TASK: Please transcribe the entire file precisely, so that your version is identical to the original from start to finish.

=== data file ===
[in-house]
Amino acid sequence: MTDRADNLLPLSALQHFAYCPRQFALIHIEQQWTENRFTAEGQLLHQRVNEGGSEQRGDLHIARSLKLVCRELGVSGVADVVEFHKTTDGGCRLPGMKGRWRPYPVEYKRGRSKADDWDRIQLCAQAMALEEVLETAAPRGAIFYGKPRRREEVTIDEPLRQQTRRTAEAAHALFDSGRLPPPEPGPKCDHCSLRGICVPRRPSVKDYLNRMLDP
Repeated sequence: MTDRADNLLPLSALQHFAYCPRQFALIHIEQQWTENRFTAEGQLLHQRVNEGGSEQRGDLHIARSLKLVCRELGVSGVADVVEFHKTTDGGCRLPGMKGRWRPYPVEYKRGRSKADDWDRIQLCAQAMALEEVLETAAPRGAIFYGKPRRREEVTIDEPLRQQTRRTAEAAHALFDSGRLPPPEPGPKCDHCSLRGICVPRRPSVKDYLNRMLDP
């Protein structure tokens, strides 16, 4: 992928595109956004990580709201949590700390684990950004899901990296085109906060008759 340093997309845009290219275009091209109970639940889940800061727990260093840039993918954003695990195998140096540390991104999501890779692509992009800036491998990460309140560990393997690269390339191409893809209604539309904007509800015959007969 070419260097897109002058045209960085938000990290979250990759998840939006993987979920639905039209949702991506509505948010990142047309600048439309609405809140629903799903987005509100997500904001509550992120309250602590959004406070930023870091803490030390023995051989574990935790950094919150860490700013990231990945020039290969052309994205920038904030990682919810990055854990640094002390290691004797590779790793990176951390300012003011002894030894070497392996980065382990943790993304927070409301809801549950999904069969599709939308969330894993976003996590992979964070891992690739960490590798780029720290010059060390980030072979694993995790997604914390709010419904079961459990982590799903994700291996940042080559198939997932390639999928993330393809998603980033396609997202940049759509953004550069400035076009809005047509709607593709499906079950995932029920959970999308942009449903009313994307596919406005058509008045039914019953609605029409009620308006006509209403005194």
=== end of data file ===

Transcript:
[in-house]
Amino acid sequence: MTDRADNLLPLSALQHFAYCPRQFALIHIEQQWTENRFTAEGQLLHQRVNEGGSEQRGDLHIARSLKLVCRELGVSGVADVVEFHKTTDGGCRLPGMKGRWRPYPVEYKRGRSKADDWDRIQLCAQAMALEEVLETAAPRGAIFYGKPRRREEVTIDEPLRQQTRRTAEAAHALFDSGRLPPPEPGPKCDHCSLRGICVPRRPSVKDYLNRMLDP
Repeated sequence: MTDRADNLLPLSALQHFAYCPRQFALIHIEQQWTENRFTAEGQLLHQRVNEGGSEQRGDLHIARSLKLVCRELGVSGVADVVEFHKTTDGGCRLPGMKGRWRPYPVEYKRGRSKADDWDRIQLCAQAMALEEVLETAAPRGAIFYGKPRRREEVTIDEPLRQQTRRTAEAAHALFDSGRLPPPEPGPKCDHCSLRGICVPRRPSVKDYLNRMLDP
């Protein structure tokens, strides 16, 4: 992928595109956004990580709201949590700390684990950004899901990296085109906060008759 340093997309845009290219275009091209109970639940889940800061727990260093840039993918954003695990195998140096540390991104999501890779692509992009800036491998990460309140560990393997690269390339191409893809209604539309904007509800015959007969 070419260097897109002058045209960085938000990290979250990759998840939006993987979920639905039209949702991506509505948010990142047309600048439309609405809140629903799903987005509100997500904001509550992120309250602590959004406070930023870091803490030390023995051989574990935790950094919150860490700013990231990945020039290969052309994205920038904030990682919810990055854990640094002390290691004797590779790793990176951390300012003011002894030894070497392996980065382990943790993304927070409301809801549950999904069969599709939308969330894993976003996590992979964070891992690739960490590798780029720290010059060390980030072979694993995790997604914390709010419904079961459990982590799903994700291996940042080559198939997932390639999928993330393809998603980033396609997202940049759509953004550069400035076009809005047509709607593709499906079950995932029920959970999308942009449903009313994307596919406005058509008045039914019953609605029409009620308006006509209403005194």